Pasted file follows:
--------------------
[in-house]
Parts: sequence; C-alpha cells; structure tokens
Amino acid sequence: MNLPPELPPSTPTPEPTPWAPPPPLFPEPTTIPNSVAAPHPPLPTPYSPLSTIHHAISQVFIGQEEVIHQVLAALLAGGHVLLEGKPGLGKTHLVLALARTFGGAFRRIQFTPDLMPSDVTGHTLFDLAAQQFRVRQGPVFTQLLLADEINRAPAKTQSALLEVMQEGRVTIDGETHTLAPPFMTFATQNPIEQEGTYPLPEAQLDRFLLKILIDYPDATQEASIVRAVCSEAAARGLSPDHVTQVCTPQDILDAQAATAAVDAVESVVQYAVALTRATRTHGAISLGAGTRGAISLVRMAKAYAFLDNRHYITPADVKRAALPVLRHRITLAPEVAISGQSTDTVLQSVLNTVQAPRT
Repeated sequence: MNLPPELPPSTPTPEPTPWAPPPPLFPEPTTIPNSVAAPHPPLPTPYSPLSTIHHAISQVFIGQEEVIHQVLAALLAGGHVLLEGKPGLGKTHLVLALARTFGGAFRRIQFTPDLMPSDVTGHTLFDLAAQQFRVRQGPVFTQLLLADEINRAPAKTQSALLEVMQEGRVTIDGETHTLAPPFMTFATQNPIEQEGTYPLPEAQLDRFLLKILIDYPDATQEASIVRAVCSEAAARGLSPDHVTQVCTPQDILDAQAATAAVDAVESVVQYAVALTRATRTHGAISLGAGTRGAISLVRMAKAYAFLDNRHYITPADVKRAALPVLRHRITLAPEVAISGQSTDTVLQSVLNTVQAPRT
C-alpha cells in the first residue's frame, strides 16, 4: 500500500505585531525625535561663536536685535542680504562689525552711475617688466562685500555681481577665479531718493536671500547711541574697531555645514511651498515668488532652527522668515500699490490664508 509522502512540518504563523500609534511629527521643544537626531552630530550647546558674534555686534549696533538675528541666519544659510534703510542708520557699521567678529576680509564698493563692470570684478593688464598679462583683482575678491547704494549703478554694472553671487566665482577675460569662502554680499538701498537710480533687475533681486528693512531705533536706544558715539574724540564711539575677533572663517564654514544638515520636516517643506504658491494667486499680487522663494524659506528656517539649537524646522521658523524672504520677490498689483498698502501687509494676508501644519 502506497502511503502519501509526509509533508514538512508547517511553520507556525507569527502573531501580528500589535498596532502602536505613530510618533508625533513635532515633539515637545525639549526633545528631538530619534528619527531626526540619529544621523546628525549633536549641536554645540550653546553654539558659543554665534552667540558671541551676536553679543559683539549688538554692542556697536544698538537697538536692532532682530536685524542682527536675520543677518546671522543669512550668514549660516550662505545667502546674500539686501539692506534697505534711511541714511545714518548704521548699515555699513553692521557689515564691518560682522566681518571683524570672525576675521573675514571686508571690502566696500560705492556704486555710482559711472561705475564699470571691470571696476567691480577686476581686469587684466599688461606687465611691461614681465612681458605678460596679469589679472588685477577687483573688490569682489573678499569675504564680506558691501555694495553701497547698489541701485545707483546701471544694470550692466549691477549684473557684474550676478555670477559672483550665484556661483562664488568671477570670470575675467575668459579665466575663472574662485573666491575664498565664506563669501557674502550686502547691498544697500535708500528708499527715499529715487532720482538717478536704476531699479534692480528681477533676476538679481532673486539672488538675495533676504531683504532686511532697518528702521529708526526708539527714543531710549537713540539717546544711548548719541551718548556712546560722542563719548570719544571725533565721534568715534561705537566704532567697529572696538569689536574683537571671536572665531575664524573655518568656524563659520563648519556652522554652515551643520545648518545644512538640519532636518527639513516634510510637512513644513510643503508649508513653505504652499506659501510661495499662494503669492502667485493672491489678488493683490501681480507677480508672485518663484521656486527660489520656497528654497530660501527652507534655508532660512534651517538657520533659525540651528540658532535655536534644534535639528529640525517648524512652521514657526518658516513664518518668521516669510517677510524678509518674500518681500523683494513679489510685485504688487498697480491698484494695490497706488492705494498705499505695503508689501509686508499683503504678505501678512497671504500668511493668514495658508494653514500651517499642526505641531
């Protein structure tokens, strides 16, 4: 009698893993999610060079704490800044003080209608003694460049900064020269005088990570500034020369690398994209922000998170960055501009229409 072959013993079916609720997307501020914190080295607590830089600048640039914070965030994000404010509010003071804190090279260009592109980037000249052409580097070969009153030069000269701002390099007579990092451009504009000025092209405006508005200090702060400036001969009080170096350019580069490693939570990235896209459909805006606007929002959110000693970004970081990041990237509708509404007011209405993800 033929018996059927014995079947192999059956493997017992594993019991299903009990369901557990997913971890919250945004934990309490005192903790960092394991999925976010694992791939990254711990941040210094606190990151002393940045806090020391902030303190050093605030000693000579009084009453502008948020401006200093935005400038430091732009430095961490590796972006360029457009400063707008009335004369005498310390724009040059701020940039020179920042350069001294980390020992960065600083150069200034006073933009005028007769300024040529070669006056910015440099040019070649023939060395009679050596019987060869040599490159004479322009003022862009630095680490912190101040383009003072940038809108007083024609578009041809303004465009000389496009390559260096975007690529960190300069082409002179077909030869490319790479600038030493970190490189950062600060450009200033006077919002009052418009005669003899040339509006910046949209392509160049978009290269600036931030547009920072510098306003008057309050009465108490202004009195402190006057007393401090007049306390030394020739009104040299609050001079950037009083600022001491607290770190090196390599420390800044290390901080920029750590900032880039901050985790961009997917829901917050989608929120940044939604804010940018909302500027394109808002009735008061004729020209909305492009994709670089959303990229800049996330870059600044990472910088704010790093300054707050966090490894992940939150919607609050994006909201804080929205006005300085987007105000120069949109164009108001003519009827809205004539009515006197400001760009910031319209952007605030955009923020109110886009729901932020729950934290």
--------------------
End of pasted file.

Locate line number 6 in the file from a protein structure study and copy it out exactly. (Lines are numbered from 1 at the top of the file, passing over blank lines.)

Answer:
């Protein structure tokens, strides 16, 4: 009698893993999610060079704490800044003080209608003694460049900064020269005088990570500034020369690398994209922000998170960055501009229409 072959013993079916609720997307501020914190080295607590830089600048640039914070965030994000404010509010003071804190090279260009592109980037000249052409580097070969009153030069000269701002390099007579990092451009504009000025092209405006508005200090702060400036001969009080170096350019580069490693939570990235896209459909805006606007929002959110000693970004970081990041990237509708509404007011209405993800 033929018996059927014995079947192999059956493997017992594993019991299903009990369901557990997913971890919250945004934990309490005192903790960092394991999925976010694992791939990254711990941040210094606190990151002393940045806090020391902030303190050093605030000693000579009084009453502008948020401006200093935005400038430091732009430095961490590796972006360029457009400063707008009335004369005498310390724009040059701020940039020179920042350069001294980390020992960065600083150069200034006073933009005028007769300024040529070669006056910015440099040019070649023939060395009679050596019987060869040599490159004479322009003022862009630095680490912190101040383009003072940038809108007083024609578009041809303004465009000389496009390559260096975007690529960190300069082409002179077909030869490319790479600038030493970190490189950062600060450009200033006077919002009052418009005669003899040339509006910046949209392509160049978009290269600036931030547009920072510098306003008057309050009465108490202004009195402190006057007393401090007049306390030394020739009104040299609050001079950037009083600022001491607290770190090196390599420390800044290390901080920029750590900032880039901050985790961009997917829901917050989608929120940044939604804010940018909302500027394109808002009735008061004729020209909305492009994709670089959303990229800049996330870059600044990472910088704010790093300054707050966090490894992940939150919607609050994006909201804080929205006005300085987007105000120069949109164009108001003519009827809205004539009515006197400001760009910031319209952007605030955009923020109110886009729901932020729950934290």